MARIPOSA--remains one of the most important towns in the Southern Mines. In addition to being the county seat, it is also on the main road to Yosemite National Park, which accounts for thousands of visitors each year. The town has a good number of historic structures still intact, and an excellent museum and history center that should not be missed.
COULTERVILLE--Even though many of the original buildings have been burned, razed or melted away by the elements, a number of ruins and many historic structures still remain. In fact, Coulterville is a State Historic Landmark with forty-seven designated historic buildings and sites located in the town limits. In 1981 its Main Street was entered into the National Register of Historic Places as every building there, with one exception, dates from the 1800’s and early 1900’s.
CHINESE CAMP--Many of the buildings no longer stand but there is plenty that remains to make a visit most interesting.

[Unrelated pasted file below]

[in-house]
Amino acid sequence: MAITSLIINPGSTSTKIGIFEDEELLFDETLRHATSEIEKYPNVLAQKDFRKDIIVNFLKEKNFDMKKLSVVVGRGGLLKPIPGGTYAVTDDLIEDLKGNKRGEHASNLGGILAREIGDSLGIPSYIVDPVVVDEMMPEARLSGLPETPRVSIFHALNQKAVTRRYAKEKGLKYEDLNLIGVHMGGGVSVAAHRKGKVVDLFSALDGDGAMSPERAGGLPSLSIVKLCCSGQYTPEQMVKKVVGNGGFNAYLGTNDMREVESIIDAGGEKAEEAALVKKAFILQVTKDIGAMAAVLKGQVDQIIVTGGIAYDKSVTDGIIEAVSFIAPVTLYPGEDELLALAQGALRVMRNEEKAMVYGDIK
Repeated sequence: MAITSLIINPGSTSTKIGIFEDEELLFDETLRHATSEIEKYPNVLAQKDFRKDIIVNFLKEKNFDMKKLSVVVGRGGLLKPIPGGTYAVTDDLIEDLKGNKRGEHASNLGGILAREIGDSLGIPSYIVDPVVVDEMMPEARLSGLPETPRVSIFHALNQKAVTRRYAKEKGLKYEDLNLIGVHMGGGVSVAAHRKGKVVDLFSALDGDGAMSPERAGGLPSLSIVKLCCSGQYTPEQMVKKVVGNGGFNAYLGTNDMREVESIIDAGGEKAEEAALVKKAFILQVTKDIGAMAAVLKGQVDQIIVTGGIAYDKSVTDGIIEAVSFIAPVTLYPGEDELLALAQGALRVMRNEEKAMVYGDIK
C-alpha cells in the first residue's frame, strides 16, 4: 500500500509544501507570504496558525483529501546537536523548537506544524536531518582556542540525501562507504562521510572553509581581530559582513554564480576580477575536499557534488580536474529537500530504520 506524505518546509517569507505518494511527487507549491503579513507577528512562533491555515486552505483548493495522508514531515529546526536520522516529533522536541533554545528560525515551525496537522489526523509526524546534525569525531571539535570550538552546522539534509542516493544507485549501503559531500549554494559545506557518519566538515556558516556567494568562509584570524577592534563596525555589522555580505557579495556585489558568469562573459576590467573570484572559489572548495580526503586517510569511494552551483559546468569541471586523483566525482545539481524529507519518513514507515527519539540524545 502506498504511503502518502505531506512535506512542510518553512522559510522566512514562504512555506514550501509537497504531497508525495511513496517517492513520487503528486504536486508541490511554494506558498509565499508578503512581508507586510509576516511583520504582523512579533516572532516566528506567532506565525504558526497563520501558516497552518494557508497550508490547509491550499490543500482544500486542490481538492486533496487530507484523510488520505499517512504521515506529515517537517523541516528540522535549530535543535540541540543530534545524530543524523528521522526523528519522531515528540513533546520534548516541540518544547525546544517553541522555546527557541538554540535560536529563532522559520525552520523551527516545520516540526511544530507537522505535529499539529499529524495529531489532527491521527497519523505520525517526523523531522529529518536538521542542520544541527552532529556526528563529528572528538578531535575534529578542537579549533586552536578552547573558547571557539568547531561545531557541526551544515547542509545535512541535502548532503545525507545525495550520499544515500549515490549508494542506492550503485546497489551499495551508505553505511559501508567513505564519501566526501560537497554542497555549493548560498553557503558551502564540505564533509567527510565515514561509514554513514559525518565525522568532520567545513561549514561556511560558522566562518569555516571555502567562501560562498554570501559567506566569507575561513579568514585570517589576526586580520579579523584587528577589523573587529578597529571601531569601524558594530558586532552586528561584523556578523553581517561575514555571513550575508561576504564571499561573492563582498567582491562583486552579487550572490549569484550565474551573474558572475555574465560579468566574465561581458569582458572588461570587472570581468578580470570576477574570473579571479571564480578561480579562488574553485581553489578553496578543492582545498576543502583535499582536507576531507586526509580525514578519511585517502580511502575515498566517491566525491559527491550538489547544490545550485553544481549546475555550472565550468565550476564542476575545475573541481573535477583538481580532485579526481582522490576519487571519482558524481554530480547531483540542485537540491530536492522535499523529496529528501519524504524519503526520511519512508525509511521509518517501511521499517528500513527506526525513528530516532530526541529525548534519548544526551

JAMESTOWN--Several buildings constructed in the 1850's from local stone survive. Also home of the former Jamestown (Harvard Mine) where in Dec. 1962, a 62-lb gold mass was discovered. A smaller one (44 lbs) is on display at Kautz Ironstone Winery in Murphys (which IS in Calaveras County). Railroad museum is nearby.
SONORA--Its location and the activity associated with being the county seat combine to create a busy and prosperous town. It’s easy to miss the historic sites and buildings while driving through town, as the traffic is usually pretty heavy and before you know it, you’re past. Stop, get out of the car, and take a walk along downtown Washington Street. Many of these buildings date from the early 1850’s, making the town a favorite location for film makers requiring an "authentic" western town look. In addition, numerous other historic sites and structures are located on the streets adjoining Washington and can be reached with a short walk.